Elk Hunting and Underwriting

Hunting Elk and the Principles of Underwriting

Who would have thought the History of Insurance would be a gripping read? But dipping into Andrew Beattie’s article over Christmas, in between raids on the festive Quality Street, I discovered that the very first written insurance policy appeared on a Babylonian obelisk, back in 1754BC. King Hammurabi of Mesopotamia created 282 laws that set standards of conduct and justice for his empire and had them carved on a seven and a half foot obelisk. One of the laws offered basic insurance in that a debtor didn’t have to pay back his loans if some personal catastrophe made it impossible.

Beattie also pointed out that the principle of risk assessment has also been around as long as human existence. Early hunters in pursuit of giant elk, hunted in a group to spread the risk of being gored to death and later, shipped cargo in several different camel caravans to avoid losing the whole shipment to a marauding tribe.

Interesting stuff but its not just a history lesson. It’s good to remember that assessing risk is fundamentally an exercise in considering the external risk factors and how the individual is equipped to respond. Assessing risk is all about the nuances of human behaviour and that’s not changed in thousands of years.

They may not be carved onto an obelisk, but generations of underwriters have assessed risk and human behaviour using the three key principles of:

  • Ability
  • Stability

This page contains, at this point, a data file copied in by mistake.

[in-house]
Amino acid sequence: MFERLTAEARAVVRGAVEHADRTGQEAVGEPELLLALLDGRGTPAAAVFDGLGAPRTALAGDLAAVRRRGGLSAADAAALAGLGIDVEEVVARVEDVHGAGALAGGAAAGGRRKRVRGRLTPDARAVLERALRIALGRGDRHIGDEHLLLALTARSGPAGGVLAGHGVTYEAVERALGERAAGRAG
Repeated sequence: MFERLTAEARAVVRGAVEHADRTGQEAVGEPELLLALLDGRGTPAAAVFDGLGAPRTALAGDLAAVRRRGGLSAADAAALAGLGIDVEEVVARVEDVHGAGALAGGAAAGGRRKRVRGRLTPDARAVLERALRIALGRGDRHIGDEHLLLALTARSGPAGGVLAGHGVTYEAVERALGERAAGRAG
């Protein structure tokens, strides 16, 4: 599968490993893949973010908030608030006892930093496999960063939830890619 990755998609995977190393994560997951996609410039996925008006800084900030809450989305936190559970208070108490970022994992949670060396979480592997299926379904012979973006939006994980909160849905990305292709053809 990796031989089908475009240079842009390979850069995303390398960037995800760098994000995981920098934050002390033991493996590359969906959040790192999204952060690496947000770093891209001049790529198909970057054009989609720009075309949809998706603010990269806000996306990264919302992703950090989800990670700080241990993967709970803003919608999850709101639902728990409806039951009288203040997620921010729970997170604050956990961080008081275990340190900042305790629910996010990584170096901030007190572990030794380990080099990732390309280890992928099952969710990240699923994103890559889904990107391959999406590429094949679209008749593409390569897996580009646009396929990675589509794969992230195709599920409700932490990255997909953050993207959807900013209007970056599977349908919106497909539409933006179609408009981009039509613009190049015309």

• Willingness to pay


The automated process of credit scoring does the job of measuring the applicant’s stability. The models analyse past performance, assume that future behaviour will mirror past performance and provide a forecast for the next 12 months. Job done.


And then, up until now, there was the rather messy matter of assessing the ability of the applicant to repay the loan. Bank statements and payslips had to be gathered and verified that they hadn’t been tampered with. It took time, it was expensive. And for some companies it still does. However, for companies using Castlight Financial’s Affordability Passport® technology, the whole “Ability” principle has been revolutionised.

Our innovative platform allows applicants to share their transactional data with the lender in real-time, providing them with a summary of their spending and splitting it into scores of categories of discretionary and non-discretionary spending. At the touch of a button, the applicant opens a door onto his life, revealing exactly what he spends his money on each month and how much he has left at the end of the month. We called ourselves Castlight for a reason – the light our technology allows us to cast on an applicant’s ability to pay is transforming for him or her and the lender they are approaching.

Willingness to pay

And then there’s the principle of willingness to pay. And yes, we’re back to human behaviour again. Does the applicant really intend to make the payments? How can a lender know? Mostly, its experience. But here again, our Affordability Passport® is transformative.  All that information about what the applicant spends their money on and how often, that’s a hugely valuable insight into the kind of person the applicant is. Add all that to the lender’s experience and suddenly the willingness to pay principle becomes significantly more robust.

Happy New Year. And may you catch many elks!

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